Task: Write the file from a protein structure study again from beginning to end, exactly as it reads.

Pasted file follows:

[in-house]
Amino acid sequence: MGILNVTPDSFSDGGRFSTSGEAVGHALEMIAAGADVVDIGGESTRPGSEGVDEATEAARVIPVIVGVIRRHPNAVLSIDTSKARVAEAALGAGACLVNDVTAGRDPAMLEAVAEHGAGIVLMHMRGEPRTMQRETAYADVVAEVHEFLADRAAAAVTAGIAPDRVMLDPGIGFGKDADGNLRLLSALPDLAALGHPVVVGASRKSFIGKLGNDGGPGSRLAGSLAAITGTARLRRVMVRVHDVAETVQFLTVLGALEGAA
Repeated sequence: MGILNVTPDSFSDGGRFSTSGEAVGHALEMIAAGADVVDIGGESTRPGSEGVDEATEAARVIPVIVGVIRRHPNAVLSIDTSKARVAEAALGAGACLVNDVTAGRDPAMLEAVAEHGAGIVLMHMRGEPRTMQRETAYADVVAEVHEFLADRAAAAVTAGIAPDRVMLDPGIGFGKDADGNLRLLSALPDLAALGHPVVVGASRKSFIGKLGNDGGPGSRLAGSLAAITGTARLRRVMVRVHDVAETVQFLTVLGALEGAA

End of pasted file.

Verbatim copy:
[in-house]
Amino acid sequence: MGILNVTPDSFSDGGRFSTSGEAVGHALEMIAAGADVVDIGGESTRPGSEGVDEATEAARVIPVIVGVIRRHPNAVLSIDTSKARVAEAALGAGACLVNDVTAGRDPAMLEAVAEHGAGIVLMHMRGEPRTMQRETAYADVVAEVHEFLADRAAAAVTAGIAPDRVMLDPGIGFGKDADGNLRLLSALPDLAALGHPVVVGASRKSFIGKLGNDGGPGSRLAGSLAAITGTARLRRVMVRVHDVAETVQFLTVLGALEGAA
Repeated sequence: MGILNVTPDSFSDGGRFSTSGEAVGHALEMIAAGADVVDIGGESTRPGSEGVDEATEAARVIPVIVGVIRRHPNAVLSIDTSKARVAEAALGAGACLVNDVTAGRDPAMLEAVAEHGAGIVLMHMRGEPRTMQRETAYADVVAEVHEFLADRAAAAVTAGIAPDRVMLDPGIGFGKDADGNLRLLSALPDLAALGHPVVVGASRKSFIGKLGNDGGPGSRLAGSLAAITGTARLRRVMVRVHDVAETVQFLTVLGALEGAA